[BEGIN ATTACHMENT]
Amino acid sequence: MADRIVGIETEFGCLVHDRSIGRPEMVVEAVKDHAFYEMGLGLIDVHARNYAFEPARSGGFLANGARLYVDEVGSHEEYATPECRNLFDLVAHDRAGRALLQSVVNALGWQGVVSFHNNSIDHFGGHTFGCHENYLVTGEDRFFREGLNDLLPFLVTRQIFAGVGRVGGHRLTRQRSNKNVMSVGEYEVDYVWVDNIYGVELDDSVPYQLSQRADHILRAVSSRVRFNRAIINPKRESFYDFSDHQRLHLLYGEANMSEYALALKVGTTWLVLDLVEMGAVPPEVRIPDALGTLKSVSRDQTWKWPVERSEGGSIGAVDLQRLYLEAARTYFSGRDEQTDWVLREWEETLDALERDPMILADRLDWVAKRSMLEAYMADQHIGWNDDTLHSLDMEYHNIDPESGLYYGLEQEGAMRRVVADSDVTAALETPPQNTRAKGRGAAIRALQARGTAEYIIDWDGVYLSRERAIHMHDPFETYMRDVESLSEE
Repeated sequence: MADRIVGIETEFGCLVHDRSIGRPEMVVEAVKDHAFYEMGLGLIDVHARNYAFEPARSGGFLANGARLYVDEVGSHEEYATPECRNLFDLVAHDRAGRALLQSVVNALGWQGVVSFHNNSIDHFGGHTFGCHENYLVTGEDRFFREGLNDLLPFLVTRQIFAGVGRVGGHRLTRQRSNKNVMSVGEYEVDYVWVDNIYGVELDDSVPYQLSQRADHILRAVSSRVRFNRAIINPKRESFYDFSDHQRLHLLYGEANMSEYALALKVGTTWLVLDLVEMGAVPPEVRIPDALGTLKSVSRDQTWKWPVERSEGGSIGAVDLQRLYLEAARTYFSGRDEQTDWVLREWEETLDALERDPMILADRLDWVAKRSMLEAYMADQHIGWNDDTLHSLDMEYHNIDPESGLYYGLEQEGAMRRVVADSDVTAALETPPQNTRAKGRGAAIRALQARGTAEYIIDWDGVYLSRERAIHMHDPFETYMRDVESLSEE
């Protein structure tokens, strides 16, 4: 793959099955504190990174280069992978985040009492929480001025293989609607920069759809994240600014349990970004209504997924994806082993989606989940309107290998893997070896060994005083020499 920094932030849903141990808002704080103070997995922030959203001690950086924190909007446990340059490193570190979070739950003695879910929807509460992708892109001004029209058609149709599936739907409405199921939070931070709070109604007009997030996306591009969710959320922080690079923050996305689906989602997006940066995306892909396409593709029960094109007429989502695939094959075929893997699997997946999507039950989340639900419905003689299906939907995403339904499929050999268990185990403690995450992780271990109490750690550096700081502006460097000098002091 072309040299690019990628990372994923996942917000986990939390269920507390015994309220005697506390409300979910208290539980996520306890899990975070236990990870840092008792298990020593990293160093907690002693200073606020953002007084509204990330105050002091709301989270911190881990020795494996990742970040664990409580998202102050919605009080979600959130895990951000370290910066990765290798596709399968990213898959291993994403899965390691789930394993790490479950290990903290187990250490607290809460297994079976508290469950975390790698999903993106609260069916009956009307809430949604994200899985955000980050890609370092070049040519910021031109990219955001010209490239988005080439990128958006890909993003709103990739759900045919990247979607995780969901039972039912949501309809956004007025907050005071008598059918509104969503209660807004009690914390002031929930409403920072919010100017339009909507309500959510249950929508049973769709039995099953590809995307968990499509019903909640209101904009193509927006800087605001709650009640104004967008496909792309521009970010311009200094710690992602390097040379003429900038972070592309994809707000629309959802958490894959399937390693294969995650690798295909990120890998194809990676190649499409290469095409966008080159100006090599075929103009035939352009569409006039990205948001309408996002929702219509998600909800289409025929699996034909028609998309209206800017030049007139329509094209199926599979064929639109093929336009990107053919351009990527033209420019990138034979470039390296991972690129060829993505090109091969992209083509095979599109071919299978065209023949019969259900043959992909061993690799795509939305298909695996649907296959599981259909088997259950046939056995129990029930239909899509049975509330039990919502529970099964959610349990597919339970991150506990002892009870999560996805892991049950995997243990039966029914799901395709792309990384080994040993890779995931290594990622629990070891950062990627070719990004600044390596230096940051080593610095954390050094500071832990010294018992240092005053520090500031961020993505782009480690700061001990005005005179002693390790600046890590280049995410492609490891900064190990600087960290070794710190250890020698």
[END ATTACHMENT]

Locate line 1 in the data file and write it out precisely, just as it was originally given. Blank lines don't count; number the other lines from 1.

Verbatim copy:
Amino acid sequence: MADRIVGIETEFGCLVHDRSIGRPEMVVEAVKDHAFYEMGLGLIDVHARNYAFEPARSGGFLANGARLYVDEVGSHEEYATPECRNLFDLVAHDRAGRALLQSVVNALGWQGVVSFHNNSIDHFGGHTFGCHENYLVTGEDRFFREGLNDLLPFLVTRQIFAGVGRVGGHRLTRQRSNKNVMSVGEYEVDYVWVDNIYGVELDDSVPYQLSQRADHILRAVSSRVRFNRAIINPKRESFYDFSDHQRLHLLYGEANMSEYALALKVGTTWLVLDLVEMGAVPPEVRIPDALGTLKSVSRDQTWKWPVERSEGGSIGAVDLQRLYLEAARTYFSGRDEQTDWVLREWEETLDALERDPMILADRLDWVAKRSMLEAYMADQHIGWNDDTLHSLDMEYHNIDPESGLYYGLEQEGAMRRVVADSDVTAALETPPQNTRAKGRGAAIRALQARGTAEYIIDWDGVYLSRERAIHMHDPFETYMRDVESLSEE